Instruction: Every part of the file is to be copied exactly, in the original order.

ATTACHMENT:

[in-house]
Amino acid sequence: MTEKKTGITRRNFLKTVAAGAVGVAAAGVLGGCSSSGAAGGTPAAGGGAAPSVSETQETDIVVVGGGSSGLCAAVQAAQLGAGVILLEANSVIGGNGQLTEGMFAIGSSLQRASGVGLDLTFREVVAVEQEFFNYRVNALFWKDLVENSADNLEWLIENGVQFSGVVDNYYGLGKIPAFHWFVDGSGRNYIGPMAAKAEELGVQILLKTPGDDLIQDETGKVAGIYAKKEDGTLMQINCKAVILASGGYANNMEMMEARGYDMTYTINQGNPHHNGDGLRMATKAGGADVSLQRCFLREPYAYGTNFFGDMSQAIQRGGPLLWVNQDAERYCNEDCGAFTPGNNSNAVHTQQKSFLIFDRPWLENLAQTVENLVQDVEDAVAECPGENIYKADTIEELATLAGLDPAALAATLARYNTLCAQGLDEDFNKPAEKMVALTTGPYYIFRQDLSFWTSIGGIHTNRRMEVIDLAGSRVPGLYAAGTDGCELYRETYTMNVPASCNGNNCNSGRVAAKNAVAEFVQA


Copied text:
[in-house]
Amino acid sequence: MTEKKTGITRRNFLKTVAAGAVGVAAAGVLGGCSSSGAAGGTPAAGGGAAPSVSETQETDIVVVGGGSSGLCAAVQAAQLGAGVILLEANSVIGGNGQLTEGMFAIGSSLQRASGVGLDLTFREVVAVEQEFFNYRVNALFWKDLVENSADNLEWLIENGVQFSGVVDNYYGLGKIPAFHWFVDGSGRNYIGPMAAKAEELGVQILLKTPGDDLIQDETGKVAGIYAKKEDGTLMQINCKAVILASGGYANNMEMMEARGYDMTYTINQGNPHHNGDGLRMATKAGGADVSLQRCFLREPYAYGTNFFGDMSQAIQRGGPLLWVNQDAERYCNEDCGAFTPGNNSNAVHTQQKSFLIFDRPWLENLAQTVENLVQDVEDAVAECPGENIYKADTIEELATLAGLDPAALAATLARYNTLCAQGLDEDFNKPAEKMVALTTGPYYIFRQDLSFWTSIGGIHTNRRMEVIDLAGSRVPGLYAAGTDGCELYRETYTMNVPASCNGNNCNSGRVAAKNAVAEFVQA